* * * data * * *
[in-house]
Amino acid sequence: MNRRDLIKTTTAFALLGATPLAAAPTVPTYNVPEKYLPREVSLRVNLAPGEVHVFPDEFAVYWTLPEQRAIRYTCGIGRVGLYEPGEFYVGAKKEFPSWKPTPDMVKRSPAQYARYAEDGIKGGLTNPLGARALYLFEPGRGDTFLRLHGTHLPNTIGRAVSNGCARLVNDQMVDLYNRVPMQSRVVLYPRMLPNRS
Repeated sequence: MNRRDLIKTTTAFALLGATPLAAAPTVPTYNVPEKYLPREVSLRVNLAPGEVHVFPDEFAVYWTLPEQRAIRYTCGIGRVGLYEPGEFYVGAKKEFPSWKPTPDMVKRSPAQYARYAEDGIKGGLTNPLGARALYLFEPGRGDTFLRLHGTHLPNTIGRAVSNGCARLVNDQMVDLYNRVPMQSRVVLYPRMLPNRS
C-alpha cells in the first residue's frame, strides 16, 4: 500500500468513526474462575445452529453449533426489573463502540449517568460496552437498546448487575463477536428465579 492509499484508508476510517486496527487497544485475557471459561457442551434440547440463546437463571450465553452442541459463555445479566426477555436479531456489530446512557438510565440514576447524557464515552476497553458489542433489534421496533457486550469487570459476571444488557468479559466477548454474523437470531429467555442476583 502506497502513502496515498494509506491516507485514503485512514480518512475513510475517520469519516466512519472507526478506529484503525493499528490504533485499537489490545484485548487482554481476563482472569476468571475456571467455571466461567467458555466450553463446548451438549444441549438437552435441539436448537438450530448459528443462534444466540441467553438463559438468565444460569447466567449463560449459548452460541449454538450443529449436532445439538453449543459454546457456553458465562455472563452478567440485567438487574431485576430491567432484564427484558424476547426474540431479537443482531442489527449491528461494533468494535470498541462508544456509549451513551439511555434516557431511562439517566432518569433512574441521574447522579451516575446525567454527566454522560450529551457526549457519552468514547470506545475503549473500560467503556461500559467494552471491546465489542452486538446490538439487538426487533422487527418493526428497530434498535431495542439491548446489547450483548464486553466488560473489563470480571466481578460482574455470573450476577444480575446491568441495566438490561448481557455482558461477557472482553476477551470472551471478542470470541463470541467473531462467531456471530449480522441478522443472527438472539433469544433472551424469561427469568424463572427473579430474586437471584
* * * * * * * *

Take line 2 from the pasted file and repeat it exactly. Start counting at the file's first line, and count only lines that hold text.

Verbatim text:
Amino acid sequence: MNRRDLIKTTTAFALLGATPLAAAPTVPTYNVPEKYLPREVSLRVNLAPGEVHVFPDEFAVYWTLPEQRAIRYTCGIGRVGLYEPGEFYVGAKKEFPSWKPTPDMVKRSPAQYARYAEDGIKGGLTNPLGARALYLFEPGRGDTFLRLHGTHLPNTIGRAVSNGCARLVNDQMVDLYNRVPMQSRVVLYPRMLPNRS